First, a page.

Anti-Brexit British MP Assassinated on the Street.

Venezuelans Ransack Stores as Hunger Grips the Nation.

The TSA Is Bad Because We Demand That It Be Bad. One Woman’s Case Proves: It’s Basically Impossible to Get Off the ‘No-Fly List.’

* The hack that could take down New York City.

* Rethinking teaching evaluations.

* Study Finds 1 out of 10 Cal State Students is Homeless.

What Are College Governing Boards Getting From Their Search Firms?

Saying victims are to blame, at least in part, for their sexual assaults is a legal tactic used by many colleges accused of negligence.

How Not to Write About College Students and Free Speech.

* Once they killed a president with a diet of beef bouillon, egg yolks, milk, whiskey and drops of opium, delivered rectally.

* A map of North America, in Tolkien’s style. Keep scrolling! There’s many more links below.

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On Thursday, Philadelphia became the first major US city to adopt a tax on carbonated and sugary drinks. I’d rather see an outright ban than an attempt to turn it into a permanent revenue stream. New “soda tax” measures show just how narrow the liberal vision has become.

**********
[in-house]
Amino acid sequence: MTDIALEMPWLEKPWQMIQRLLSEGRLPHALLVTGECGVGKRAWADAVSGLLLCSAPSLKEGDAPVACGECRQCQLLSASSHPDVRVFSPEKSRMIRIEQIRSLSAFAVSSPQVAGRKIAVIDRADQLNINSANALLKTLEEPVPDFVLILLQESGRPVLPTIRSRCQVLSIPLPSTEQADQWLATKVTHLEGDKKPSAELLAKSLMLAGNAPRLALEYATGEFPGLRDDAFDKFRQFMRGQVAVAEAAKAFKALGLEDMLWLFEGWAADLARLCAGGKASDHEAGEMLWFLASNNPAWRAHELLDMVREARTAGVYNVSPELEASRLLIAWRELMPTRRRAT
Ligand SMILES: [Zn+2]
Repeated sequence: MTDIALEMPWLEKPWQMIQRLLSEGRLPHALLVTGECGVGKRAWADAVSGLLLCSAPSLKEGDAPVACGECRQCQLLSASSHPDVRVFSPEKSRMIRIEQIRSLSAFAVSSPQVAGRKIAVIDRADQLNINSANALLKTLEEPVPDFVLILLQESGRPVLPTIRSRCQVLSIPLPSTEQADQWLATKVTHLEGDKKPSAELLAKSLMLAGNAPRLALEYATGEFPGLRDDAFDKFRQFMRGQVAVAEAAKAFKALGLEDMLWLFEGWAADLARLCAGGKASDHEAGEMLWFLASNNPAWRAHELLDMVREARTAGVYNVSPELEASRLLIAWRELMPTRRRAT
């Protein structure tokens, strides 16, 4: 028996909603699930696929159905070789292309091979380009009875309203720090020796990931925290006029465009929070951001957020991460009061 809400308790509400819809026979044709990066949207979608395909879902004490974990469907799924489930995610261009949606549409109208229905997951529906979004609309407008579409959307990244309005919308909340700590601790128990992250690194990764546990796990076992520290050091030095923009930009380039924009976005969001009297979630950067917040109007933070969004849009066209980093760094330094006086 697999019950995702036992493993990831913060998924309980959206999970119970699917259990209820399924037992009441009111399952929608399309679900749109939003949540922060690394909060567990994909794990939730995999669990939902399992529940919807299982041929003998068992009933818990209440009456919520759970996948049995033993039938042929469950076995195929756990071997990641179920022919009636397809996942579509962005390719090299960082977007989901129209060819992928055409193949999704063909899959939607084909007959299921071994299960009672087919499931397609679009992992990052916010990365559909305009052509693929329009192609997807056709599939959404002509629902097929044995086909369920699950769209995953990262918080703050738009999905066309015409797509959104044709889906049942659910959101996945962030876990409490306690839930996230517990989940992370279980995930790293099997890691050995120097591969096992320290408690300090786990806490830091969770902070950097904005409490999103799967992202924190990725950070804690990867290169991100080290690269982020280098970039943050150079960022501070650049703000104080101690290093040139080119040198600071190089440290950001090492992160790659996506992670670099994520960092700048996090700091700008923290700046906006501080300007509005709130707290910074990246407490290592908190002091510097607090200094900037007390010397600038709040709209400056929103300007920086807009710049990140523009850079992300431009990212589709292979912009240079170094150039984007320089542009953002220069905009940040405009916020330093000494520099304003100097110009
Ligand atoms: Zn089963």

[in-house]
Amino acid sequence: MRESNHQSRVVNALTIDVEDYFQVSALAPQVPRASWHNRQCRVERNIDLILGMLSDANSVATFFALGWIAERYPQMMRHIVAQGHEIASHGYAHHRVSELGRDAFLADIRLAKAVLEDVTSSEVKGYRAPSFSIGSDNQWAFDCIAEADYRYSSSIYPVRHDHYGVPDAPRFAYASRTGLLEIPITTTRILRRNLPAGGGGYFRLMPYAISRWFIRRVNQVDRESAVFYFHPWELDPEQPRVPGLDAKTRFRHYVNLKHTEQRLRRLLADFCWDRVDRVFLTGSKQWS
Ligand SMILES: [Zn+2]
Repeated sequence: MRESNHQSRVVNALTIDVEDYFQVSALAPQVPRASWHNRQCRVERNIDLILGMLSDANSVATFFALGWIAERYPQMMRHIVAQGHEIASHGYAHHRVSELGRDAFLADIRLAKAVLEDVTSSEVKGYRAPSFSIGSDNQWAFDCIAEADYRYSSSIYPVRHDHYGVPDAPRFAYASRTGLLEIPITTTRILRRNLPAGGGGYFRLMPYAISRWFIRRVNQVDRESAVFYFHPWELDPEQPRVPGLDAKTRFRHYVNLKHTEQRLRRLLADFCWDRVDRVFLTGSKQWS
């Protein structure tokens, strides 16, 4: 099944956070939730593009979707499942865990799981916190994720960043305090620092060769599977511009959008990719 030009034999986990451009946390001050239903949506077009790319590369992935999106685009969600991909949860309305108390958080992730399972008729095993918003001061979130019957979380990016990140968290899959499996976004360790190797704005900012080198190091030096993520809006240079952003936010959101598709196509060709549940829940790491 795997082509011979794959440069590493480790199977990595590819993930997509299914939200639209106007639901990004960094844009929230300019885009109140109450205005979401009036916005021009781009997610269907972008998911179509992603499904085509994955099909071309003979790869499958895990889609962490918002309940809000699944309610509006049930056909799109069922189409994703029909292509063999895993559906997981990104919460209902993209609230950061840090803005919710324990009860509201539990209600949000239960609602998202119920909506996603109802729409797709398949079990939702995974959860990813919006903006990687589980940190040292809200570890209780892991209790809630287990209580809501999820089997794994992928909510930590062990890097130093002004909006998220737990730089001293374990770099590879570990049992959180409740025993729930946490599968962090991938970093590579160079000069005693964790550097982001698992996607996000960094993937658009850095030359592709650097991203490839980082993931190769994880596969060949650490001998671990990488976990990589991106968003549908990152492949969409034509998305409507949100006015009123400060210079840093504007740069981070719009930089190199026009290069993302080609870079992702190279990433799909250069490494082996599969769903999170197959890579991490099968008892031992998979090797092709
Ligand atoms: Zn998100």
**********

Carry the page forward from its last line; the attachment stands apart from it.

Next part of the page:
* Missing Barnes and Noble.

It’s not the right question to ask “how do I get 200 students with laptops in a lecture hall to learn my course material?” Why are they in a lecture hall for 50 minutes, three days a week for 15 weeks or whatever the schedule is? Why do they need to learn the material in your course?

* The illusion of progress: Ditching the headphone jack on phones makes them worse.

* The mind behind UnREAL.

* We’re All Forum Writers Now.

Space Travel Has ‘Permanent Effects,’ Astronaut Scott Kelly Says.

* Sherryl Vint on China Miéville’s The Census-Taker, a book that wasn’t especially well-received by the other critics I’ve read.